I’ve written about ABC Classic FM’s Countdowns before (here, for example), and it has just concluded a Countdown in which listeners nominated music that came from’Baroque and Before’ — which is essentially all music prior to 1750, when Johann Sebastian Bach died. What exactly is ‘Baroque’, and when did the period begin?
Conventionally, the period is 1600 to 1750, and its art is characterised by ornament, expressiveness and sometimes exaggeration. The use of ‘Baroque’ to define the period comes later, a linguistic fiat of art historians, notably the Swiss master, Jacob Burckhardt, whose work I encountered as a history undergraduate. The musicians of the era didn’t use the term themselves, and neither did the artists. It is a supremely important period in music, for just about everything we take for granted today was first invented or explored there.
When I heard what the new countdown would be about I wondered why the ABC hadn’t just settled for the ‘Best of Bach’ or something like that. After all, he is arguably the greatest composer of all time, and his works run to nearly 1100, the St Matthew Passion, which runs for three hours, being only one of them. His cantatas, about which I have written before, number more than 200, and there is not one that does not have magic moments.
But that would be a bit unfair. Georg Phillip Telemann, whose music I also greatly admire, wrote perhaps three times as much as Bach, and some of his music is no less memorable. Then there is Handel, the German who is arguably the best British composer. And then there is Antonio Vivaldi, whose Four Seasons was my introduction to the baroque period, in a magnificent LP production by Phillips featuring I Musici which I bought in 1956, I think.
I don’t go in for these competitions, but I certainly enjoy listening to the outcome. As usual, the actual Countdown occupied the June long weekend, and for us the Sunday was uniformly wet and cold, so we stayed the whole day in front of the fire and listened happily. I would have placed the Matthew Passion number one, because I think it is Bach’s greatest work, and in my judgment one of the great achievements of Western civilisation.
But you’ve got to be in it to win it, and the winnah — was Handel’s Messiah, with Vivaldi’s Four Seasons coming in second. The Matthew Passion made it to number five, which is a creditable showing in what is best seen as a popularity poll. And I would have to say that the top 100 is a pretty sensible list, all things considered.
There were some odd things in the way the list was created. Bach wrote partitas (collections of pieces to display technique or possibilities) for keyboard and for solo violin. The keyboard partitas, which were my first real introduction to his music, because I tried to learn to play them, were rolled into one work, while the violin partitas were listed separately. The two books of ‘the well-tempered clavier’ (all today’s pianos are constructed according to Bach’s determination of the best compromise in note relationships) became one work. Quite a few items were memorable songs from this or that opera or cantata, like ‘Where ere you walk’, and ‘Jesu, joy of man’s desiring’, but such a nomination brought the whole work in. Wotthehell, archie — you have to do something to produce some order into this gigantic realm of music.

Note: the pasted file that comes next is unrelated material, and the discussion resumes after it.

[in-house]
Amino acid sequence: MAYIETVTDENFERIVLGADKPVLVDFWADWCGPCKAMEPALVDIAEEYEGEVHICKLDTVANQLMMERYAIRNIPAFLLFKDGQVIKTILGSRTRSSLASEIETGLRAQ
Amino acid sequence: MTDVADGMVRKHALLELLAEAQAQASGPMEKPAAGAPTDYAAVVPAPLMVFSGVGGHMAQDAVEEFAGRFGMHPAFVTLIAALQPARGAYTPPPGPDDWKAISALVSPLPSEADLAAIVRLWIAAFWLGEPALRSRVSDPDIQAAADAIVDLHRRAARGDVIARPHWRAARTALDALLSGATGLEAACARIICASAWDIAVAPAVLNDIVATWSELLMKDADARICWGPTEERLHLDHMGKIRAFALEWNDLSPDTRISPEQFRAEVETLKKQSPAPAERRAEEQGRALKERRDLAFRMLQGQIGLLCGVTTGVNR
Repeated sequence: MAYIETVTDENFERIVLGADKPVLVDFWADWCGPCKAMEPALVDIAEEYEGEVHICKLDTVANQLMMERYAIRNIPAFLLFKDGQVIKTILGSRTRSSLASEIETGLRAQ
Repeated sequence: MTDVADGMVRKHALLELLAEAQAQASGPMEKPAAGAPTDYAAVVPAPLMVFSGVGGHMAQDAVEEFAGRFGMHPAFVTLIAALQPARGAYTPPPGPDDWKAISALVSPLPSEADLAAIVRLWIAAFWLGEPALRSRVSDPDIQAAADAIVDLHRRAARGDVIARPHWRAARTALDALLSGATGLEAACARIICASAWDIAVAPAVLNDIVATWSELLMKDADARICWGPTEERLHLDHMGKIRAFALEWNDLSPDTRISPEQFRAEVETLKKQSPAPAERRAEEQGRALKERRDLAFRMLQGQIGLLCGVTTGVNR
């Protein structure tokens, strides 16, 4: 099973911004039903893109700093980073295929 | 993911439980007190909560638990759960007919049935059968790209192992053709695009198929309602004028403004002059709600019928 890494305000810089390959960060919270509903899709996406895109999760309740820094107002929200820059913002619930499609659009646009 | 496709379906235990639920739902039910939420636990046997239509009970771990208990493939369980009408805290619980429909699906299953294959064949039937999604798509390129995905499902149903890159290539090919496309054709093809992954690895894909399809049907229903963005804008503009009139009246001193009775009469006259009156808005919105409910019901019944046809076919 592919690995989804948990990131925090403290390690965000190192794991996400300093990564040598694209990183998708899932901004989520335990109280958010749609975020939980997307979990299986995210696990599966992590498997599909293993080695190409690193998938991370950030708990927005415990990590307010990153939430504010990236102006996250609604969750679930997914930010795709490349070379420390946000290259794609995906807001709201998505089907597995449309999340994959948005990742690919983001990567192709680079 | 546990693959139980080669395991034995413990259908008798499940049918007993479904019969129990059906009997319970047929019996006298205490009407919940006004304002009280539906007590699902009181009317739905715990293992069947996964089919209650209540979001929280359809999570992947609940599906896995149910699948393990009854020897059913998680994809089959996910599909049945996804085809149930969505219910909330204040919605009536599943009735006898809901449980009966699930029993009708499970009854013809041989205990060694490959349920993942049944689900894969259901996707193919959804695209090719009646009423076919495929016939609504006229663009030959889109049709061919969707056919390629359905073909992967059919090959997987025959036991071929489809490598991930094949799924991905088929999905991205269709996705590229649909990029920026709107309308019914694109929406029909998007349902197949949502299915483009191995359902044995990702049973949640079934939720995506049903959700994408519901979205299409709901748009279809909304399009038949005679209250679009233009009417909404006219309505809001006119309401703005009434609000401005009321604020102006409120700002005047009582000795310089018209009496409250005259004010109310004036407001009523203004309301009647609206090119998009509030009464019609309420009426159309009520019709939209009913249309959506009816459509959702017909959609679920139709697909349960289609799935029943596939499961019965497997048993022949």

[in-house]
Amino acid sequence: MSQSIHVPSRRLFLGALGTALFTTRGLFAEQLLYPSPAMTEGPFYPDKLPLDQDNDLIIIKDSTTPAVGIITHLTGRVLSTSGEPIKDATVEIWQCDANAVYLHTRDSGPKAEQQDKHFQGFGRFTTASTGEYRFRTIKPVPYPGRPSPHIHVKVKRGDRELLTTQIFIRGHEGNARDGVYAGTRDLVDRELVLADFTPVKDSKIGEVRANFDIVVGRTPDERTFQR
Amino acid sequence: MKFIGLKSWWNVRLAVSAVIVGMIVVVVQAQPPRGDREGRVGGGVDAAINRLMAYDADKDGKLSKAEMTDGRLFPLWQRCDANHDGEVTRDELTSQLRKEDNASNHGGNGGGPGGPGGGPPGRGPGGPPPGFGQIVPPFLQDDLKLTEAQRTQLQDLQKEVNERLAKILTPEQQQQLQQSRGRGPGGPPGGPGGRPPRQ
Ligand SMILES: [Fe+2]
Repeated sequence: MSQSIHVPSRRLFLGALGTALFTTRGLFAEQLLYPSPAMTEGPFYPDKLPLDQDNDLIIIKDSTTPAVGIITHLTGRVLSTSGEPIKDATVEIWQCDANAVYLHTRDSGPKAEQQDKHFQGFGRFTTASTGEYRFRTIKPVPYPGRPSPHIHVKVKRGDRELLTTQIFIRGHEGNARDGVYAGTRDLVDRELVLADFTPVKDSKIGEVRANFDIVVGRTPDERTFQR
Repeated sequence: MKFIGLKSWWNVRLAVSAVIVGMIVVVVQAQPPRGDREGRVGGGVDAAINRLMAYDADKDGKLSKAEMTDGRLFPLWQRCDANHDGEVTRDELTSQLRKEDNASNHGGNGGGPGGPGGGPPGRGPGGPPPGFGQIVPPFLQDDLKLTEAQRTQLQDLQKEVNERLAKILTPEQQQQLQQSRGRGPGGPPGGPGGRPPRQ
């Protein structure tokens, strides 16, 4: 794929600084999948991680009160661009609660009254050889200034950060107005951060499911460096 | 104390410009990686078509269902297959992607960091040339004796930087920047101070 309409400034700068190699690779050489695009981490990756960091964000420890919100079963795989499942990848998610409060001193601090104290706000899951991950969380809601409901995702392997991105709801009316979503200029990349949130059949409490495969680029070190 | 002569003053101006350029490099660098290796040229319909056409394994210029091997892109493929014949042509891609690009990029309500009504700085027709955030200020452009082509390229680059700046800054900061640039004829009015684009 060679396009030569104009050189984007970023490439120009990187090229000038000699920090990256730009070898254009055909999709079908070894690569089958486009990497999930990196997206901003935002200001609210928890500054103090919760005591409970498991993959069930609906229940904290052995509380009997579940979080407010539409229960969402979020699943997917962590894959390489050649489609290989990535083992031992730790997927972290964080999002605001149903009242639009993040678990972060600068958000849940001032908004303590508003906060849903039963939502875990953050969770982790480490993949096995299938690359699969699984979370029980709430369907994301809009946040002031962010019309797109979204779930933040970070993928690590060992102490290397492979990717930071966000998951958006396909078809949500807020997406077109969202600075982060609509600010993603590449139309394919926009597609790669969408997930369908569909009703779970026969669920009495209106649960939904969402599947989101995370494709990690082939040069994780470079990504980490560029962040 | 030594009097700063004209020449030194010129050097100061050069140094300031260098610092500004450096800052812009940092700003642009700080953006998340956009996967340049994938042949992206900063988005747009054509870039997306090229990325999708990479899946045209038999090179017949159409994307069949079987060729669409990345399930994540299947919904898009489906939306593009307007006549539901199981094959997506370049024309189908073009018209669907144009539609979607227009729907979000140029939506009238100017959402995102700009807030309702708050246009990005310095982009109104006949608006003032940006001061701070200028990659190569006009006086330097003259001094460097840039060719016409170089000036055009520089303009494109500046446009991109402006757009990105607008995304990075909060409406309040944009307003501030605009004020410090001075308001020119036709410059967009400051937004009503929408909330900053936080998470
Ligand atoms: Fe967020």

Handel got in ahead of his contemporary Bach twice in the top five with his Water Music at number four, while number three was Allegri’s Miserere, a choral item sung in the Sistine Chapel, which Mozart transcribed from memory when he discovered that he could not see the score, because that was forbidden to someone outside the Vatican.
But over at least the first 200 pieces voted for, Bach was the clear winner — 33 in the first hundred and 20 in the second. Handel came second, with 15 in the first hundred and six in the second, while Vivaldi had the same score as Handel but in reverse, his six coming in the first hundred and 15 in the second. My liking for Telemann was not shared by the large jury, for he attracted only two places in the first hundred and six in the second.
I greatly enjoyed the commentaries from musicians, who sat in with the presenters. And two performances stood out for me, Fiona Campbell’s singing ‘Dido’s Lament’, by Henry Purcell, and Barbara Jane Gilbey’s violin pyrotechnics in Vivaldi’s Four Seasons. There was not to be a concert of the top five, as there often has been, and you can see that it would be difficult to bring off without a lot of expense.
But the ABC has already brought out an eight-CD set of the best of the Countdown — indeed, it was apparently available the morning after. Now that’s slick commercial work!
Oh, and who was the best composer ever? Well, I think it has to be J. S. Bach, though I think I would need another essay in which to defend my judgment.